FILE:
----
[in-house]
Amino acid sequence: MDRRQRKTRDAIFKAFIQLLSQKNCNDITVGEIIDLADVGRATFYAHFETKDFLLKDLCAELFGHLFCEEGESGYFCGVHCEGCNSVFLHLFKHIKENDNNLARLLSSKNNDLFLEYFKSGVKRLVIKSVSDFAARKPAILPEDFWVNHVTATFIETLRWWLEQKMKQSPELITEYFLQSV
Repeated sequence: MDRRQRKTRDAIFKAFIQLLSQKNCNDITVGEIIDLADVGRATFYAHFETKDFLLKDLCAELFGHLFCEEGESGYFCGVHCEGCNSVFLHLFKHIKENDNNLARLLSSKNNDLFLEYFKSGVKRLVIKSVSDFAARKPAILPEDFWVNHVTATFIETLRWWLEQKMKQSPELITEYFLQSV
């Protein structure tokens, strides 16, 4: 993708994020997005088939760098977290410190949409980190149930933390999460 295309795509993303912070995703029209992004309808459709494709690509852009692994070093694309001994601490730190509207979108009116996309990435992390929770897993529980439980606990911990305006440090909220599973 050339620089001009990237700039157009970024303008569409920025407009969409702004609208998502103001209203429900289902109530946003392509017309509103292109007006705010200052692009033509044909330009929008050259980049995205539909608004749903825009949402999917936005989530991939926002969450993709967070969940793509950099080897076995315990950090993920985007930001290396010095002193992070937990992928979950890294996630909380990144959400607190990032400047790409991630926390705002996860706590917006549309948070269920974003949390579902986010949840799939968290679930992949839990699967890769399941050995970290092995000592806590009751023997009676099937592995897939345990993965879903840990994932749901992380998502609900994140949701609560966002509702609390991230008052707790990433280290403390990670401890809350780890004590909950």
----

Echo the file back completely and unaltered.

[in-house]
Amino acid sequence: MDRRQRKTRDAIFKAFIQLLSQKNCNDITVGEIIDLADVGRATFYAHFETKDFLLKDLCAELFGHLFCEEGESGYFCGVHCEGCNSVFLHLFKHIKENDNNLARLLSSKNNDLFLEYFKSGVKRLVIKSVSDFAARKPAILPEDFWVNHVTATFIETLRWWLEQKMKQSPELITEYFLQSV
Repeated sequence: MDRRQRKTRDAIFKAFIQLLSQKNCNDITVGEIIDLADVGRATFYAHFETKDFLLKDLCAELFGHLFCEEGESGYFCGVHCEGCNSVFLHLFKHIKENDNNLARLLSSKNNDLFLEYFKSGVKRLVIKSVSDFAARKPAILPEDFWVNHVTATFIETLRWWLEQKMKQSPELITEYFLQSV
């Protein structure tokens, strides 16, 4: 993708994020997005088939760098977290410190949409980190149930933390999460 295309795509993303912070995703029209992004309808459709494709690509852009692994070093694309001994601490730190509207979108009116996309990435992390929770897993529980439980606990911990305006440090909220599973 050339620089001009990237700039157009970024303008569409920025407009969409702004609208998502103001209203429900289902109530946003392509017309509103292109007006705010200052692009033509044909330009929008050259980049995205539909608004749903825009949402999917936005989530991939926002969450993709967070969940793509950099080897076995315990950090993920985007930001290396010095002193992070937990992928979950890294996630909380990144959400607190990032400047790409991630926390705002996860706590917006549309948070269920974003949390579902986010949840799939968290679930992949839990699967890769399941050995970290092995000592806590009751023997009676099937592995897939345990993965879903840990994932749901992380998502609900994140949701609560966002509702609390991230008052707790990433280290403390990670401890809350780890004590909950």